Third, and related the above commentary, lack of formal recognition has hampered the ability of WIGICC to be as productive as possible. For example, some stakeholders struggle to justify the dedication of personnel to the effort, question the authority of the Council, and doubt the long-term ability of the Council to effect positive change. These difficulties further underscore the need for WIGICC’s permanency and support. An interim and completely volunteer Council does not have the capacity to meet the stated needs for Wisconsin geospatial coordination.
The report recommends that WIGICC establish a team to work with legislators and others to draft legislation for WIGICC’s permanent establishment. Because WIGICC will be providing support for policy decisions regarding the use of geospatial technology in the state, and the legislature is the policy-making branch of the government, it is appropriate that WIGICC be established via legislation. As indicated through discussions with other states, this solution could take longer to adopt, but ultimately will be perceived as more permanent.
In addition to the recommendation for continuance, the report identifies a number of other important initiatives that the Council should continue to work on. These include: participate with the Department of Military Affairs to develop a statewide homeland security GIS strategic plan; pursue adoption of the U.S. National Grid for Wisconsin; foster additional activities under existing Communities of Practice; help initiate several new Communities of Practice; foster statewide data development efforts; and enhance outreach efforts, particularly to newly-emerging geospatial users.
The report recommends a continuation of the structure of the interim Council, with elected members representing major sectors and stakeholders in the geospatial community, including municipalities, counties, regional planning commissions, state agencies, the federal government, tribal agencies, the private sector, the non-profit sector, and academia. A diverse and broad-based representation is seen as essential for the success of WIGICC. The existing structure of the WIGICC was also designed to meet several characteristics that were identified as being important to the Wisconsin stakeholder community during the Council’s initial formation.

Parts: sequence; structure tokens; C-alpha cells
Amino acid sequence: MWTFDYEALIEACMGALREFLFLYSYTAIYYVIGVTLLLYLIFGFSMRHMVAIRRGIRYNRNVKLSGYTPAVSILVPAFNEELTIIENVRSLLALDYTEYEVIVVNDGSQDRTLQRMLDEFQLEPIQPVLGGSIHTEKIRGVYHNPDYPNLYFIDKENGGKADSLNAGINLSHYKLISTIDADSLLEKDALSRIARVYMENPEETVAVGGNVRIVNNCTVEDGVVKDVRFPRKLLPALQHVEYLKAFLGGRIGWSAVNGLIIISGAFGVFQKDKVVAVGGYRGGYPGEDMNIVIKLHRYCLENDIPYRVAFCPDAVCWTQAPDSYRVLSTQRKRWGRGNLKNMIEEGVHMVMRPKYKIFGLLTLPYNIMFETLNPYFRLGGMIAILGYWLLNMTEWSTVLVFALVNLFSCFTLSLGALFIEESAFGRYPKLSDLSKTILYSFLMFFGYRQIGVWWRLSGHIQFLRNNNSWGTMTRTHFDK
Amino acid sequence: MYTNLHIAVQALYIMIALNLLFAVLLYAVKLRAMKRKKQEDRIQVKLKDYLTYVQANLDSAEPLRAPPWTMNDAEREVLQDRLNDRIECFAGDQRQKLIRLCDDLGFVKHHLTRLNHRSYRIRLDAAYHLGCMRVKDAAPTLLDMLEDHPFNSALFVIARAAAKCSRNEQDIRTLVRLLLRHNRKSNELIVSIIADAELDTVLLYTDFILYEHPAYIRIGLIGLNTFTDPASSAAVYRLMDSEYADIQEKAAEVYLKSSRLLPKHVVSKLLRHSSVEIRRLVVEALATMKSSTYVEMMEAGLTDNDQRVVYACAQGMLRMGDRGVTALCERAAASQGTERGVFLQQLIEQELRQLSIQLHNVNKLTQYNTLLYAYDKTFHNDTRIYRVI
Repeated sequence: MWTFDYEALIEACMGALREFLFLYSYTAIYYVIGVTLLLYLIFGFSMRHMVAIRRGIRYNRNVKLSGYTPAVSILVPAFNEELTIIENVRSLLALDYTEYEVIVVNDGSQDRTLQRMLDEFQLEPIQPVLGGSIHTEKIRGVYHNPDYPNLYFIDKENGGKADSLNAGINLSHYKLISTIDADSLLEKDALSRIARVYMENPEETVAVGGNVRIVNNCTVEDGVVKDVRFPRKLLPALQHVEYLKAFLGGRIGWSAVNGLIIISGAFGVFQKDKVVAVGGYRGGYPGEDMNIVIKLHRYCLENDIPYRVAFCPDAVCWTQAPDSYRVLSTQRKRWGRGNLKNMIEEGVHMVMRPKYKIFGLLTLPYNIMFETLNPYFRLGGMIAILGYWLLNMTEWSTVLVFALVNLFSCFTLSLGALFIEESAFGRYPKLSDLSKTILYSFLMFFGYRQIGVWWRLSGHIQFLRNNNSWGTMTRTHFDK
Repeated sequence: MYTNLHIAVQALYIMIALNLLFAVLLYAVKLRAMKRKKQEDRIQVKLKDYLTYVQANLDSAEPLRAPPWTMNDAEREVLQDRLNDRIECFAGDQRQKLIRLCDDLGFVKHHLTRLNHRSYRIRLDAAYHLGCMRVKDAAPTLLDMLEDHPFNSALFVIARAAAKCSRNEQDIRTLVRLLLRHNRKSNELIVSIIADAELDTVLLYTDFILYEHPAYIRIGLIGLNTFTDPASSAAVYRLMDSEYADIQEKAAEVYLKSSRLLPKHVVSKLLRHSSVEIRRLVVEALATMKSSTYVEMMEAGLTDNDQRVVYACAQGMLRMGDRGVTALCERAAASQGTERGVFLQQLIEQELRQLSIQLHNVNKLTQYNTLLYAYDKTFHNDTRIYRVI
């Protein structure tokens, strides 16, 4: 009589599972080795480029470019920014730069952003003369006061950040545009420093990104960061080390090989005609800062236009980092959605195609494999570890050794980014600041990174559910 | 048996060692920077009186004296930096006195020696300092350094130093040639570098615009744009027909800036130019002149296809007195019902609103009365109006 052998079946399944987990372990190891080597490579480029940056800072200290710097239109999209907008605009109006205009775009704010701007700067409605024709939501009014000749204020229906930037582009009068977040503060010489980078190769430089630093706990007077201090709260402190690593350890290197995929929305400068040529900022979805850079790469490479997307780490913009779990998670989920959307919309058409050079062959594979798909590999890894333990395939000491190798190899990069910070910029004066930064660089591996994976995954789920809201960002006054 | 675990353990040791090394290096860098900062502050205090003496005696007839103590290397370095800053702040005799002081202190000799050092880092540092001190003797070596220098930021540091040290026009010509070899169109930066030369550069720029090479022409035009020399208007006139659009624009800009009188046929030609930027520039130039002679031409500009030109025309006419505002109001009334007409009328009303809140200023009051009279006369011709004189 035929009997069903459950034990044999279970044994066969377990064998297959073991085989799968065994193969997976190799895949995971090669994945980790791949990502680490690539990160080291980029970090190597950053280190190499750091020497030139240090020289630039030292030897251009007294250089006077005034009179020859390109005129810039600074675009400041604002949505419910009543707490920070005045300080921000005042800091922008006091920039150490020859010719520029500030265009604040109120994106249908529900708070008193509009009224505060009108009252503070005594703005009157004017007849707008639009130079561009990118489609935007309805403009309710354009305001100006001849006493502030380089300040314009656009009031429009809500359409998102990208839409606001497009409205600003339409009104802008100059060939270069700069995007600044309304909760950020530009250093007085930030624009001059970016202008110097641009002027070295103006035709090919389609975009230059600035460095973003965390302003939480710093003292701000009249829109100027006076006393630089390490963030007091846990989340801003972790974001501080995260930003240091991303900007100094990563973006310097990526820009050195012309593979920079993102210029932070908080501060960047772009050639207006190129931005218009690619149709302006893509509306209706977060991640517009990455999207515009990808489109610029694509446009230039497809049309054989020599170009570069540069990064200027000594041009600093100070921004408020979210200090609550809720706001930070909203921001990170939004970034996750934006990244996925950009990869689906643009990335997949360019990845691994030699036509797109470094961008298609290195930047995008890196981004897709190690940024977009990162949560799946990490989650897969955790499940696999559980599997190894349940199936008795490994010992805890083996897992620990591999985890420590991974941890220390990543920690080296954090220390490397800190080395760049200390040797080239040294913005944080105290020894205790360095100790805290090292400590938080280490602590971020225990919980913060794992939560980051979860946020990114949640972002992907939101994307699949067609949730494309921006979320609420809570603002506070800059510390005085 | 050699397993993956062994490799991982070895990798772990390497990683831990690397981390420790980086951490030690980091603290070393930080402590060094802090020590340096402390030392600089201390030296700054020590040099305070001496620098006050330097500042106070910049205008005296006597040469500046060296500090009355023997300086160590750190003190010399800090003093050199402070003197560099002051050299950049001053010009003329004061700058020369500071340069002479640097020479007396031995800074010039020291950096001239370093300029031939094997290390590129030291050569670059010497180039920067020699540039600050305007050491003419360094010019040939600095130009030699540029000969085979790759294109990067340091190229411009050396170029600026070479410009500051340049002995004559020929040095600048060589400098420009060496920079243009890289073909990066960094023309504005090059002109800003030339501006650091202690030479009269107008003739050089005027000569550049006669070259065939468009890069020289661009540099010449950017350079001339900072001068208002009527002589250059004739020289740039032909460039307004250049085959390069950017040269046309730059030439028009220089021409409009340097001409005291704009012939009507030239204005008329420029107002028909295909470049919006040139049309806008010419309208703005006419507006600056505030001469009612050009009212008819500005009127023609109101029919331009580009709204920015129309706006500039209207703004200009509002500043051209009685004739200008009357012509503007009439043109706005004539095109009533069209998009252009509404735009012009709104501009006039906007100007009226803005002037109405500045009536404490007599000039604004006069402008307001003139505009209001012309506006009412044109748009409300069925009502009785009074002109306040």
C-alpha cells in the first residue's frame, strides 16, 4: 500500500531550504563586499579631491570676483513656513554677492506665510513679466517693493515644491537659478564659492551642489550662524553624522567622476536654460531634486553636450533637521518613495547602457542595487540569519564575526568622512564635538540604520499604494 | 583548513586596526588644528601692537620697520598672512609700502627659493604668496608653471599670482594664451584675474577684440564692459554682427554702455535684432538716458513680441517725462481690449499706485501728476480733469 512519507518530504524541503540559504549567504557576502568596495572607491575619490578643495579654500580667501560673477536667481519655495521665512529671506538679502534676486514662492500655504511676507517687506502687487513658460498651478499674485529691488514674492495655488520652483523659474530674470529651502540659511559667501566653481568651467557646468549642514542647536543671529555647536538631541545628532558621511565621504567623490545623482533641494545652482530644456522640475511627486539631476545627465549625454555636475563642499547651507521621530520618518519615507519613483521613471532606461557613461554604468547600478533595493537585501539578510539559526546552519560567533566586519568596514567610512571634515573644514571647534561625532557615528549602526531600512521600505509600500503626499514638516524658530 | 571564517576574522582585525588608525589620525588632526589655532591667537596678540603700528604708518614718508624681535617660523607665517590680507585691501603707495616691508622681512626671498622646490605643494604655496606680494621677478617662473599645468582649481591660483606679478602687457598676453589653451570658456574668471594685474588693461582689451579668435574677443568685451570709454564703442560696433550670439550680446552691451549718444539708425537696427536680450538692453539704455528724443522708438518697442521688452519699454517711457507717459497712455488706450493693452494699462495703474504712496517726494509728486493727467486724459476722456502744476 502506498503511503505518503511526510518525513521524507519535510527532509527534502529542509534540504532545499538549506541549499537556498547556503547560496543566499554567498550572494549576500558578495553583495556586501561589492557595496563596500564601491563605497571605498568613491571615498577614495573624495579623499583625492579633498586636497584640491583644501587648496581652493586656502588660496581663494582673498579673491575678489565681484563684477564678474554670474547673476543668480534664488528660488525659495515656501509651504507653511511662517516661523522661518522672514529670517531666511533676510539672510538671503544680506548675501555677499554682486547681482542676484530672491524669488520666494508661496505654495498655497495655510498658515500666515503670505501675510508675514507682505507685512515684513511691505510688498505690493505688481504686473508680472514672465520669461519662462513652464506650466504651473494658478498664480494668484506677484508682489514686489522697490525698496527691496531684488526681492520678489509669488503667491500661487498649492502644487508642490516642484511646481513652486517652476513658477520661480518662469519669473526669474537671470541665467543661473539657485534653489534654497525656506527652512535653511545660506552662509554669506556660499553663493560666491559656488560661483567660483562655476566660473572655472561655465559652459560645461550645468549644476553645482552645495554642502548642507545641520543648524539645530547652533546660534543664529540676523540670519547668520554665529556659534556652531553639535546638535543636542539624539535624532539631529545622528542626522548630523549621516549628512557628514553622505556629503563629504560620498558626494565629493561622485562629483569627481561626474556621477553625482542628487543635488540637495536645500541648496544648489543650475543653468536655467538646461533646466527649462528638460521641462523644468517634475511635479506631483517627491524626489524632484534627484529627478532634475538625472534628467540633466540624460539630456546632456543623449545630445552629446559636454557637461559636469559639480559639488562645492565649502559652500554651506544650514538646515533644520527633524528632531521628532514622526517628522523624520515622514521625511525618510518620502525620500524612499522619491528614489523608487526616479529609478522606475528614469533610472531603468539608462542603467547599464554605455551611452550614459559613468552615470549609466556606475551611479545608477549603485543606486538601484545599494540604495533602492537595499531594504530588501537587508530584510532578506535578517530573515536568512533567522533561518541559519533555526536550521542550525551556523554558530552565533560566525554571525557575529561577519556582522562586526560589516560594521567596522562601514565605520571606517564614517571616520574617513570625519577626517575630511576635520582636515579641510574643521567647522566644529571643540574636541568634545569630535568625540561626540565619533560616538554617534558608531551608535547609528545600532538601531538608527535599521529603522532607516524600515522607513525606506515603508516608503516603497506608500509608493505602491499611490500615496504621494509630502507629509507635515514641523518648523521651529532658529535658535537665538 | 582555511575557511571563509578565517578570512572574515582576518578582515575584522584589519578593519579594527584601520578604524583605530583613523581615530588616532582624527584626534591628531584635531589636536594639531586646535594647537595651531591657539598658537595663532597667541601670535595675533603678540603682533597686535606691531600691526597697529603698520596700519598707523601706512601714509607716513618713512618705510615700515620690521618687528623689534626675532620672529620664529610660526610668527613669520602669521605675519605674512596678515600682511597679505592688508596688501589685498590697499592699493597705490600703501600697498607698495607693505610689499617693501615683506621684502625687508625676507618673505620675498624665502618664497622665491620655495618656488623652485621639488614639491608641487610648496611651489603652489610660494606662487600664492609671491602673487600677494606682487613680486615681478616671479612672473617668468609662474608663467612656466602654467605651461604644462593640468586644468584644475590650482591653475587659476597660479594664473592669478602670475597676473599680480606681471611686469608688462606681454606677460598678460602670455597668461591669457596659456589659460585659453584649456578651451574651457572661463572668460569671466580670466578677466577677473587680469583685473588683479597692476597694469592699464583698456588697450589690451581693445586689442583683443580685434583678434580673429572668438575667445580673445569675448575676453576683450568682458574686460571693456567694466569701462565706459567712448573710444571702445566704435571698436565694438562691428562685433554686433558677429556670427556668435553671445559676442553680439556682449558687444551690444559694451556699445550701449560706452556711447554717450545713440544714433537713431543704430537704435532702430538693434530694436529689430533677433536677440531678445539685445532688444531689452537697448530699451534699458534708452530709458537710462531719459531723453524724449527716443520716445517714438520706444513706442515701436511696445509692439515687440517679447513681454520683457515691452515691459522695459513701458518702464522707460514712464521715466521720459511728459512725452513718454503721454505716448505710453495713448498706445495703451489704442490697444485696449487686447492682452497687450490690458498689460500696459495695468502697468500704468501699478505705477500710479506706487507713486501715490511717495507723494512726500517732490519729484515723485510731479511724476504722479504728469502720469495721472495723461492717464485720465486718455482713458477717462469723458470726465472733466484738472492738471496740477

Two specific changes to representation on the Council are the inclusion of an additional representative to the municipalities sector, and the creation of three at-large representatives to be selected by the ex-officio members of the Council with Council approval. The addition of a municipalities representative reflects increased efforts in this sector across the state. The addition of the at-large members is designed to give the Council flexibility to accommodate perceived needs in terms of geographic diversity, statewide representation, specific domain representation, and subject matter expertise to address what are expected to be critical issues in the near term. A more transparent, open, and consistent nomination and election process for all Council members is currently being implemented for fall 2010 elections.
Details of WIGICC funding are beyond the scope of the report, as are details of the relationship between WIGICC and the Wisconsin Land Information Program (WLIP), the Land Information Officers’ Network (LION), and the Wisconsin Land Information Association (WLIA). The report indicates that the Council will develop an appropriate funding model that addresses the long-term sustainability of WIGICC.
WIGICC is uniquely positioned to assist in improving the quality, accessibility, utility, and value of geographic information and technologies. Because of its comprehensive membership and statewide perspective, WIGICC can provide the statewide collaboration and cooperation necessary for making the best use of geospatial resources in Wisconsin.